Halloween is just around the corner, and markets are giving investors plenty of things to fear. Trade wars, Brexit, inverted yield curve, and now the potential impeachment of a sitting U.S. president, are just a few of the concerns facing the current market. However, no good thriller would be complete without a hero or two. Fighting for the virtuous bulls, we have unemployment holding at record lows (3.7%), accommodative central bank policy around the globe, low inflation and low, but steady, growth in most categories. Couple these factors with strong returns in almost every asset class for the year, and it is easy to have mixed feelings about our current environment. This dichotomy leads us to the main question—will future returns bring us a trick or a treat?
The U.S.-China Trade War Continues…
The main villain is likely the trade war. While the other threats facing the global economy are important, the trade war between the U.S. and China seems to be at the center of most issues. When the two largest economies engage in a trade war of this magnitude, it causes a lot of uncertainty in the global economy. Businesses are more reluctant to expand during times of uncertainty, leading to less spending. Higher tariffs can be another result of this uncertainty, leading to higher overall input costs. Less spending and higher costs create a feedback loop that slows company growth even further. This scenario is what we are seeing in global economies:
- The Eurozone and Japan both just posted their fifth consecutive month of contraction in manufacturing.
- Germany may already be in a recession, posting negative GDP for the second quarter, along with mixed results so far in the third quarter.
- The U.S. has mostly remained strong throughout the turmoil, but given how interconnected the global economic system is, we will not likely hold out indefinitely.
In short, if the trade war continues, it will likely lead to global recession—eventually.
U.S. Economic Fundamentals Are Holding Strong…For Now
So are we bearish on the global economy? No, not quite. As stated before, every good story needs a hero. Our heroes of this story are the strong fundamentals underlying our economy. While uncertainty has led to less spending, it has also led to a surplus in inventory and free cash flow for U.S. companies. In a scenario where even a minor trade agreement between the U.S. and China is reached, all the pent-up demand in those stored inventories and excess cash could spur the global economy back into expansion. In that world, our current bull market could easily be extended for another couple of years, and there is significant political pressure on President Trump and economic pressure on President Xi to make that happen.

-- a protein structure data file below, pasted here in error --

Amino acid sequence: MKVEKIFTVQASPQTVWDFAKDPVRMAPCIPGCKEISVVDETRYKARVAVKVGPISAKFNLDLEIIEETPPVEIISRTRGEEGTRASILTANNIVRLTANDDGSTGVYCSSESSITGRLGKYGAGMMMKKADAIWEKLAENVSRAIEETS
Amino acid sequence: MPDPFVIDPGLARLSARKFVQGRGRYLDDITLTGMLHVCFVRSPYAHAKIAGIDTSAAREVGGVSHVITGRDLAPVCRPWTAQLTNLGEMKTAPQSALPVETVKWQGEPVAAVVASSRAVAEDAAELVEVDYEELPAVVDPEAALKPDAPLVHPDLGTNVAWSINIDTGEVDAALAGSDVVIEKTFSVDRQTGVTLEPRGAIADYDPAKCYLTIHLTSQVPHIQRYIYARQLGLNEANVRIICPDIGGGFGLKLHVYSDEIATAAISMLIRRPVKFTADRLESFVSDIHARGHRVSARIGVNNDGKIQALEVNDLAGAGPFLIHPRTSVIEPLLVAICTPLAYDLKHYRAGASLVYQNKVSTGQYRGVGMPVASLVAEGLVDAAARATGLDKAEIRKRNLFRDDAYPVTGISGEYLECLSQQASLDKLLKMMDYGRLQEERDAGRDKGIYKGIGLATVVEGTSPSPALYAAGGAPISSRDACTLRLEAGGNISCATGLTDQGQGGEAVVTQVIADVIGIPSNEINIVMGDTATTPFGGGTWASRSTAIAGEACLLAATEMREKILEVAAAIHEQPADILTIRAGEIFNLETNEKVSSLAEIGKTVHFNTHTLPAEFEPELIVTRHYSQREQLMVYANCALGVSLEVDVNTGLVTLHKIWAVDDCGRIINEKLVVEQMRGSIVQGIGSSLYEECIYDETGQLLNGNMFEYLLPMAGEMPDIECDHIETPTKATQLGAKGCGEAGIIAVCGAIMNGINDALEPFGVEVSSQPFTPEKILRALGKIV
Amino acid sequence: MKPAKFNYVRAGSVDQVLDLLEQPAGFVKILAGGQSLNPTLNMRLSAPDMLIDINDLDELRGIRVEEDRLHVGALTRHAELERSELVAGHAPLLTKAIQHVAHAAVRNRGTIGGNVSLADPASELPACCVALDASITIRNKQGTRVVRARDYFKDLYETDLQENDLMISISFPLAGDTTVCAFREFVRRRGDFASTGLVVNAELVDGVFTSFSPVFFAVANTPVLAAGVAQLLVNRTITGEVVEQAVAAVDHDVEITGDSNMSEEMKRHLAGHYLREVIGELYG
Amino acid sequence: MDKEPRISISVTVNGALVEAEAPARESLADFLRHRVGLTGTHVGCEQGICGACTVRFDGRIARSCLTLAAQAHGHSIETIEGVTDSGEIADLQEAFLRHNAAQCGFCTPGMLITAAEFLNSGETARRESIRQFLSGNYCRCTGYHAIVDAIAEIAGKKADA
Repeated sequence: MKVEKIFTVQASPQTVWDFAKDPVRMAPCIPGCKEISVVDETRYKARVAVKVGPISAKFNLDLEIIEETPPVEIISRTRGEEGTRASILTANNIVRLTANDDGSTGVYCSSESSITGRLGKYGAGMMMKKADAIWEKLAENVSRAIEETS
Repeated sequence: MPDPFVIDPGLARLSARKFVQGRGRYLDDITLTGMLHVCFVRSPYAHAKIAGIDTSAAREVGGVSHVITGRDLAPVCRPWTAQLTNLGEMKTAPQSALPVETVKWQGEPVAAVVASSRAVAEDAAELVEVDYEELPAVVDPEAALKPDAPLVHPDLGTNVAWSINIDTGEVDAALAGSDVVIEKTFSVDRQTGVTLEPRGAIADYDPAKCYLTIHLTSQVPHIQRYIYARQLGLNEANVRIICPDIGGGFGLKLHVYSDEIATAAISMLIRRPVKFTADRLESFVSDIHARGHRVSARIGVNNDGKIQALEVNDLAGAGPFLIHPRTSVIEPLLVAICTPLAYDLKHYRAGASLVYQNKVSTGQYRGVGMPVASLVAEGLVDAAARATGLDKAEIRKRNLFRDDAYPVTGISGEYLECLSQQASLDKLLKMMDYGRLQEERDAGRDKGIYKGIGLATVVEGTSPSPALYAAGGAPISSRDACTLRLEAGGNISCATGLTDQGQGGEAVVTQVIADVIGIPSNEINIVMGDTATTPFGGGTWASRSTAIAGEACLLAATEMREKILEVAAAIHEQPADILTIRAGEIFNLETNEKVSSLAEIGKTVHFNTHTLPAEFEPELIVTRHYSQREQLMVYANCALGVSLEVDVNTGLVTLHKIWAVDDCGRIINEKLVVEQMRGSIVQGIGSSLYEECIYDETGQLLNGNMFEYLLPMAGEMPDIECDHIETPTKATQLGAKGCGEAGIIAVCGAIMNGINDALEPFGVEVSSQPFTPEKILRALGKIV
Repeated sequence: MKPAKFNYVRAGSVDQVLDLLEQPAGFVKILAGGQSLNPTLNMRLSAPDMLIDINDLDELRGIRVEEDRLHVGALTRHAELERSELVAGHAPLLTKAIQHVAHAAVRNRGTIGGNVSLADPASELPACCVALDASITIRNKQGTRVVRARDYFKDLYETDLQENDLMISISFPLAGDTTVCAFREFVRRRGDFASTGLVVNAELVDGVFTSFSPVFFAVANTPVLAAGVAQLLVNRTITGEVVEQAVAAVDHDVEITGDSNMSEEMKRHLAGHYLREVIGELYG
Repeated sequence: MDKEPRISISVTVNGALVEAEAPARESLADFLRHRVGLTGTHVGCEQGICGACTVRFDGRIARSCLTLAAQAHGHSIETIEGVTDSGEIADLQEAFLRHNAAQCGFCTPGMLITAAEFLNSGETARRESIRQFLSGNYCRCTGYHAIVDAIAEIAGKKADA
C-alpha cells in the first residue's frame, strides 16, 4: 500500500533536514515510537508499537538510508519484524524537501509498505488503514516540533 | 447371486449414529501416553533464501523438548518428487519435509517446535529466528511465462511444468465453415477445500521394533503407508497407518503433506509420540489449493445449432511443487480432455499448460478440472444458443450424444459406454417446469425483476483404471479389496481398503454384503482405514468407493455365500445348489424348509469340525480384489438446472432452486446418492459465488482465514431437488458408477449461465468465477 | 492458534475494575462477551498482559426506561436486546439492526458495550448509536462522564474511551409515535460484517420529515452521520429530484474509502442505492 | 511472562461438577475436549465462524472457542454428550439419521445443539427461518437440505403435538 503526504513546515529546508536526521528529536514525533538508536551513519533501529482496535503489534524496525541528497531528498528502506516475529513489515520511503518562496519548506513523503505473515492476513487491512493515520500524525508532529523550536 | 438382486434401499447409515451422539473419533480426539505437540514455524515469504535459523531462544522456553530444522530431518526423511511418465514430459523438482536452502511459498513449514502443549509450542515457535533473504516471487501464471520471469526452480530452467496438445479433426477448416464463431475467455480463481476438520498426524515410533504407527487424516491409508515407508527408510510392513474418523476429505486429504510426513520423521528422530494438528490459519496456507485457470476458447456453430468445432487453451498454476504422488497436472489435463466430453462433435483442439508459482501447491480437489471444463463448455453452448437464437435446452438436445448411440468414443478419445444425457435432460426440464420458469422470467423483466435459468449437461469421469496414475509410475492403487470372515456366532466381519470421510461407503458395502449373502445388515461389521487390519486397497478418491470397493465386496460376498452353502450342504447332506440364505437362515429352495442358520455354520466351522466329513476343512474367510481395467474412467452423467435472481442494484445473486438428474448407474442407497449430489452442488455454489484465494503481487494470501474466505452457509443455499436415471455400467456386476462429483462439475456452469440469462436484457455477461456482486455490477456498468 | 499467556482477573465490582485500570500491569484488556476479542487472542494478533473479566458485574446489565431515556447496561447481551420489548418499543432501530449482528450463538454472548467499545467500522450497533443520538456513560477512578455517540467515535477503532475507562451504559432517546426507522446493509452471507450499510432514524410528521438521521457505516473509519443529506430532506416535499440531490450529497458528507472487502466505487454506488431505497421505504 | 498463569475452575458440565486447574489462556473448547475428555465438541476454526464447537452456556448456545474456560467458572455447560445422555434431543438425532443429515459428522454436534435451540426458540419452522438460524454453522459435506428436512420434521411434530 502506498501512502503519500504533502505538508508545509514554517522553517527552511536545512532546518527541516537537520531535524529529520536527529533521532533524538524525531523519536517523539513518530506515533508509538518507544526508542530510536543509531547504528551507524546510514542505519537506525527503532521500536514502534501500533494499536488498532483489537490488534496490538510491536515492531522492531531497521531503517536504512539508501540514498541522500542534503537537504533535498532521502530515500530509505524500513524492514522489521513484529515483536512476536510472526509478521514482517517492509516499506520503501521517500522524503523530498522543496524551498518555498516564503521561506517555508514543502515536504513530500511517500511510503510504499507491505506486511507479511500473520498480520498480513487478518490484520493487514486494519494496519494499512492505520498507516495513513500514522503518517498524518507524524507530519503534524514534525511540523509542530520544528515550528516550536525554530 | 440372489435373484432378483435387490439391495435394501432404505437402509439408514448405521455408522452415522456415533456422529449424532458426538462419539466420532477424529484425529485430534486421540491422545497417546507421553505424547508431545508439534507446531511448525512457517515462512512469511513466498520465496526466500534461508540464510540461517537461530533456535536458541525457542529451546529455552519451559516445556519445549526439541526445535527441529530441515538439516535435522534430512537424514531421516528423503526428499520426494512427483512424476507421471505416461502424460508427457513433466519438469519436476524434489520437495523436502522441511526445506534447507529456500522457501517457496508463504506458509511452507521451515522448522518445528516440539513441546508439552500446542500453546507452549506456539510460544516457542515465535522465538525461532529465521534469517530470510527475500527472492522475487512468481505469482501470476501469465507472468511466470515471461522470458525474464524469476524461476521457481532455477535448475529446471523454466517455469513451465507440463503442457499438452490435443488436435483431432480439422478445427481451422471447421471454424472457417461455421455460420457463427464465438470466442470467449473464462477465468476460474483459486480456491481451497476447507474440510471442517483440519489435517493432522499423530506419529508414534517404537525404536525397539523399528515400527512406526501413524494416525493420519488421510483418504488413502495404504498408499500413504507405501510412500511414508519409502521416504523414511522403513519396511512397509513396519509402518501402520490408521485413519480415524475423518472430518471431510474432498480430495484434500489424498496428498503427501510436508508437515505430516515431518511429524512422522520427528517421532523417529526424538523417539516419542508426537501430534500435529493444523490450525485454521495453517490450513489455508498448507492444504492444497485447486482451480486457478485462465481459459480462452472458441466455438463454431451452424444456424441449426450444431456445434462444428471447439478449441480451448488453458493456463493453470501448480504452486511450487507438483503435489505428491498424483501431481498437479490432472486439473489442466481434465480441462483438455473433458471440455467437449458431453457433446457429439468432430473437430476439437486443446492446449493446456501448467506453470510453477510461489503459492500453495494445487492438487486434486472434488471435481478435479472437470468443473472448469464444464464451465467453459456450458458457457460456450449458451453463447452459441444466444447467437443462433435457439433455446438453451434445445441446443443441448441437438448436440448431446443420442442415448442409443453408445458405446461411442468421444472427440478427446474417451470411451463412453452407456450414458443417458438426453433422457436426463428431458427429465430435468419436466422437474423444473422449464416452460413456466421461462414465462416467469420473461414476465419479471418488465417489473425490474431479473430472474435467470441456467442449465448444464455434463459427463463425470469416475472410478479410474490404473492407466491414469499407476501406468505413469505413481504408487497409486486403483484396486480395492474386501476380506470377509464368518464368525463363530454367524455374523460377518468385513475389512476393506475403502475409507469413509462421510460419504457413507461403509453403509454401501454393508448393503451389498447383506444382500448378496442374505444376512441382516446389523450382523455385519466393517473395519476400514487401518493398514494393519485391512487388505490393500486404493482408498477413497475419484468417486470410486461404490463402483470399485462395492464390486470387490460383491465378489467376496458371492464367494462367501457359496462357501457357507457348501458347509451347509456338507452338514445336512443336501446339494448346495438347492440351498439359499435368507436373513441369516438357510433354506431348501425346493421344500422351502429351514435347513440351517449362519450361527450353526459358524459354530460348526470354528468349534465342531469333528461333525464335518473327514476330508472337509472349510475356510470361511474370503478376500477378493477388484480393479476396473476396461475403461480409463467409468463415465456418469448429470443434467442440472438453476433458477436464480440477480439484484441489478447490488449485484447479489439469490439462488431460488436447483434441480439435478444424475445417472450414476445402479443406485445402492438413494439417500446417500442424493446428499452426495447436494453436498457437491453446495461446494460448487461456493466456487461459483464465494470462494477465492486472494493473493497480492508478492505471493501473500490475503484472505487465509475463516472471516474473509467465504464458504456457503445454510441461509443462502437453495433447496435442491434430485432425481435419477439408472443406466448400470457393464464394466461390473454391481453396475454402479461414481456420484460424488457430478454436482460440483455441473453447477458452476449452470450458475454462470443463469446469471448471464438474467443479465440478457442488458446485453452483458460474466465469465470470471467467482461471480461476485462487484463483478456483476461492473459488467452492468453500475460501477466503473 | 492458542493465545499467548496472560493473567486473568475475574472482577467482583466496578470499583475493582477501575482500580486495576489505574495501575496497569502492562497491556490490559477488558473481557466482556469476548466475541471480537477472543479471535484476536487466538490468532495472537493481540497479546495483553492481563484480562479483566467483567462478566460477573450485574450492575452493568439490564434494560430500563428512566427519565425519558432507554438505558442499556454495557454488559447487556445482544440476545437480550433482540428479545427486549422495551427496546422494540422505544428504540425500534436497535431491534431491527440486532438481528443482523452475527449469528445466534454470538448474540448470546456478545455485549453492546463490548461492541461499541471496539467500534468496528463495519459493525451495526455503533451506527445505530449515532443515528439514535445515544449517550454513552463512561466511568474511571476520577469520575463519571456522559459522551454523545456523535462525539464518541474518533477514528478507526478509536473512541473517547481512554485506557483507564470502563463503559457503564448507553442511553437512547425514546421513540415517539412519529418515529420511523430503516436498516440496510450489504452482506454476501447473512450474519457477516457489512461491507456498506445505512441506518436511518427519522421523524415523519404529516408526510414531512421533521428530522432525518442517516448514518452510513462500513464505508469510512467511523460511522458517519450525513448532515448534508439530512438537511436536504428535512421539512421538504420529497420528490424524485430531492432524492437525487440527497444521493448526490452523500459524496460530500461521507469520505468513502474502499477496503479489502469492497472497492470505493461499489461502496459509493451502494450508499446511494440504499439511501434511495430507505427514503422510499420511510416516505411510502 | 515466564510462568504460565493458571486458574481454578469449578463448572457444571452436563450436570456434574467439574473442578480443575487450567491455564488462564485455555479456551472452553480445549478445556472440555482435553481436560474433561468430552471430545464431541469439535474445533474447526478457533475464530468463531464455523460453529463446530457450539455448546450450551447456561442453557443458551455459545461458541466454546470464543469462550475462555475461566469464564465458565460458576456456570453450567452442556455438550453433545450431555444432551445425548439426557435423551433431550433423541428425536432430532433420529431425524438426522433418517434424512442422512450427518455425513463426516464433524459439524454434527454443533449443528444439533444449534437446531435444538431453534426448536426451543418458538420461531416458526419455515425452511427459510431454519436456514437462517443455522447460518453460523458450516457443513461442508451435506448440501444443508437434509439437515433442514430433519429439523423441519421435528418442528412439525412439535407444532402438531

Also, even if the trade war continues, it is possible for the U.S. to dodge a recession like we did in 2012 and 2013. During those years, a number of nations abroad fell into a light recession, but the U.S. continued to expand. Given that we are less reliant on trade than most of the rest of the world, this is still a very possible scenario.
3rd Quarter Market Performance
In terms of market performance, the third quarter results were somewhat mixed. U.S. large company stocks (S&P 500) were up 1.7%, while the Russell Mid-Cap index rose just 0.5%, and the Russell Small Cap index declined -2.4%. International stocks in the developed markets of Europe and Japan, as measured by the MSCI EAFE index, declined modestly by coming in at -1.1%, while the MSCI Emerging Markets benchmark was most impacted by trade war discussions and declined by -4.3%. Falling interest rates led to bonds giving the best return of 2.3%, based on the Barclay’s Aggregate index.
For the year-to-date period through September 30, 2019, overall returns have been very strong with the broad U.S. stock market (Russell 3000 Index) outperforming the non-U.S. stocks (MSCI ACWI Ex U.S. Index), returning 20.1% and 11.6%, respectively; meanwhile, bonds posted a very respectable 8.5% return for this same period.
“Plenty to Worry About, but Not Much to Do”
Our villains and heroes appear equally matched, leading us to an overall neutral stance on the economy and markets. “Plenty to Worry About, but Not Much to Do,” as legendary investor Byron Wien titled one of his recent articles. I feel that sentiment is a great representation of our current predicament. Investors who try to go to cash during volatile times are analogous to the token character that separates himself from the group in the horror film—usually a bad idea, yet there is one in most, if not all, “thrillers.” Timing the market is notoriously difficult to do. As Peter Lynch famously said, “Far more money has been lost by investors trying to anticipate corrections, than lost in the corrections themselves.” And we agree. Typically, the investor who holds strong and sticks to their investment plan will end up with a treat when the dust settles.
Joshua Miller serves as Senior Investment Analyst for Warren Averett Asset Management. His primary responsibilities include investment market research, portfolio construction and analysis and money manager due diligence. Click here to learn more about Joshua or to reach out to him directly.
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